17 Carnations: The Duke & Duchess of Windsor and the Nazis.
Less than two years before the Second World War began, the king of England abdicated from the throne. And the Nazis wanted to use him for their own ends. After the war, the Allies spent ten years recovering secret German files that revealed their plans.
That sounds like the basis for an excellent novel but this book is non-fiction.
In addition, American industrialists wanted to use the duke for their own purposes during the war. The book gives details about how he was in pawn between the two factions.
But let’s rewind and look at the background. The duke, then Edward VIII refused to remain on the throne without, as he so famously said in his abdication broadcast, the support of the woman he loved. But that woman, Wallis Simpson was unsuitable in so many ways and the fact that she was American and currently married to her second husband weren’t the only reasons.
Prior to the war she had been closely watched by the British secret services. They suspected both her and her then husband of being spies. They certainly socialised with people who were known to be passing information to Germany, such as the infamous Stephanie von Hohenlohe. It was Stephanie who arranged for Edward and Mrs Simpson to visit Germany in 1937, as pictured above.
Scotland Yard and the Special Branch had the Simpsons under twenty four hour surveillance and this is how it was revealed that she was having an affair with a man called Guy Marcus Trundle in addition to Edward. Although it has never been proved (publicly), there was plenty of evidence too to show that she was also enjoying a relationship with the German Ambassador, Joachim von Ribbentrop – later to become Hitler’s foreign minister for the duration of the war.
There has never been any doubt that the pair were admirers of Hitler. And it was also no secret that Edward was in favour of a negotiated peace settlement. Of course, Hitler’s demand for this settlement was that Britain should succumb to German rule and that Edward, in exchange for helping this to be achieved, would be returned to the throne of Great Britain.
Edward, who was essentially a weak character in many ways, was hugely resentful of his family. It’s clear that when he abdicated he was thinking only about being with his mistress and not the ramifications his act would have on himself, Mrs Simpson, the royal family and quite possibly Europe.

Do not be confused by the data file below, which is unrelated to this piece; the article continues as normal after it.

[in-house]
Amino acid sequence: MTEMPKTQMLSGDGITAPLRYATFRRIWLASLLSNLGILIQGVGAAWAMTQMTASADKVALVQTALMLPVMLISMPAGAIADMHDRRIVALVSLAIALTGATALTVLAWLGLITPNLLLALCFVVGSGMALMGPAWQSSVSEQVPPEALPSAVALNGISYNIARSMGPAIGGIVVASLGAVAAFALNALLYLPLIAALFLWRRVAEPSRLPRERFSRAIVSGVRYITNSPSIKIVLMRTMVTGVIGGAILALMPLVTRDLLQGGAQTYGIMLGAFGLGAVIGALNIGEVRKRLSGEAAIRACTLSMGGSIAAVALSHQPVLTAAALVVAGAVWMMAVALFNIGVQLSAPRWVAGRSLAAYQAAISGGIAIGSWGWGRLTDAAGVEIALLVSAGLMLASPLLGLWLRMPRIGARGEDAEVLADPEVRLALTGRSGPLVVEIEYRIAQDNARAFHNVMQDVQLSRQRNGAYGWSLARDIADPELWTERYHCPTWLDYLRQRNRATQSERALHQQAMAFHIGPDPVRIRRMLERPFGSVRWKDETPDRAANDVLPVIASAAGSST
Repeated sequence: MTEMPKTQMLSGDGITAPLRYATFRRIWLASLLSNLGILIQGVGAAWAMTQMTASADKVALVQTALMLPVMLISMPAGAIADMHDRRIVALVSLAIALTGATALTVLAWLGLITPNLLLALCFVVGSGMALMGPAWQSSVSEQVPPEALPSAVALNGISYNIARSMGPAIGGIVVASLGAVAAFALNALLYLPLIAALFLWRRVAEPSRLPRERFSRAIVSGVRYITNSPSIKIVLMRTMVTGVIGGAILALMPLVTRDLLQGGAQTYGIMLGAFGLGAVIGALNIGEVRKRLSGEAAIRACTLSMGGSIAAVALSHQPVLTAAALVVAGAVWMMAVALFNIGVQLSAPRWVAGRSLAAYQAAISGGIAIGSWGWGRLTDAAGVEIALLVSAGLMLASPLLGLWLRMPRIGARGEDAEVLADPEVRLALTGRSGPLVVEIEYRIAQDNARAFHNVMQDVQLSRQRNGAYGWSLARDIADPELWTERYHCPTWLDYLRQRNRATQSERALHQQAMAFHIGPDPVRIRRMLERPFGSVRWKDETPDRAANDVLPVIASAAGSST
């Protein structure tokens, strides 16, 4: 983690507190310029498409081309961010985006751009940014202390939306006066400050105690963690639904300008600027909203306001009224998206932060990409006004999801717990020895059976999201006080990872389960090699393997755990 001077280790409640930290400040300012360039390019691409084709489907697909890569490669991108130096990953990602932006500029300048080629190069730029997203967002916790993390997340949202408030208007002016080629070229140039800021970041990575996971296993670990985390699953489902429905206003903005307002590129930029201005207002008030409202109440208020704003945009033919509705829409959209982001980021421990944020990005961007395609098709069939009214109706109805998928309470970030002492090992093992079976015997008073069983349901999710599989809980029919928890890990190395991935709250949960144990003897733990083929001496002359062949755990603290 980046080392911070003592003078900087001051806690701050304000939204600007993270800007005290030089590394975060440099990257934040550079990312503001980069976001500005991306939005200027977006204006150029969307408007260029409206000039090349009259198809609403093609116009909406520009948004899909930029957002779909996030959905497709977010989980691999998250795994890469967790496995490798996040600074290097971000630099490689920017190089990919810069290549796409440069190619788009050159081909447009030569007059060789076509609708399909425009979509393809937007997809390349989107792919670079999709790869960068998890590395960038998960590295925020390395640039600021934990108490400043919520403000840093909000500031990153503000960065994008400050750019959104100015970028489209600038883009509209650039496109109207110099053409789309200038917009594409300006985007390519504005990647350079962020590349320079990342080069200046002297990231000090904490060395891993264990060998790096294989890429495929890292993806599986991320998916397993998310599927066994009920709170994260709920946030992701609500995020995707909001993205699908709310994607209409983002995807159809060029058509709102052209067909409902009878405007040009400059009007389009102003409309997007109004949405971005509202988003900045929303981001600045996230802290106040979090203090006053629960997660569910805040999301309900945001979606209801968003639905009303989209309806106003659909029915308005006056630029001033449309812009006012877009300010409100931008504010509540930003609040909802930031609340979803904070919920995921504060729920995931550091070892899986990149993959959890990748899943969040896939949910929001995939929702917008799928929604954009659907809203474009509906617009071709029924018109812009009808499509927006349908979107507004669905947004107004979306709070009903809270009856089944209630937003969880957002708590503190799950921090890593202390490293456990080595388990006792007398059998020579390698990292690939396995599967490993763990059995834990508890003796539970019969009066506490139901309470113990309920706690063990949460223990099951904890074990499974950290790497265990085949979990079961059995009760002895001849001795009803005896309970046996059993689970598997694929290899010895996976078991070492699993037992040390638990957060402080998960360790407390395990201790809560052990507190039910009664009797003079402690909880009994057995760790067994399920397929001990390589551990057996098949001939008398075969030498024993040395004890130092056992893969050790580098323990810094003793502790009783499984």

His concerns seemed to be trivial, with Britain and Germany being on the brink of war. He obsessed over the fact that, once they were married, Wallis was not entitled to be referred to as ‘your royal highness’. When he was appointed as the governor of the Bahamas during the war, his major concerns were shipping his wife’s bedlinen and other household goods to the island and insisting that his two male valets be taken from active service to assist him. His brother, now the king, and the government believed that sending the couple to the Bahamas for the duration would keep them out of trouble but they had reckoned without the pro-Nazi faction in the Bahamian islands.
The duke and duchess weren’t happy at all in the Bahamas and Edward was still trying to create for himself a role as a statesman. The Nazis wanted him as a puppet king. Or maybe they should kidnap the couple, holding them to ransom until the British gave into their demands. At the other side of the Atlantic, the wealthy businessmen in the Bahamas and those just across the water in the United States also had plans for the duke. They had enjoyed lucrative business deals with Germany prior to the US joining the war and wanted the duke as their own pawn so that these export and commercial benefits could be maintained and restored.
After the Allies’ victory, British and American officials became aware, almost by chance, that there was a huge and hidden depository of top secret German foreign office documents as well as correspondence between German ministers, Hitler and the Duke of Windsor himself.
Some of these were discovered and retrieved by the British. Others were in American hands. The contents were explosive. They were examined at length by esteemed historians to ensure that they were genuine and without doubt,they were.
But then the British had to decide what exactly to do with them. Should these documents be destroyed? And what use could the Americans make in the future of the documents that were in their possession? What effect could the Windsors’ indiscretions have if they were to become public? The book you see here explains in detail and is a riveting read.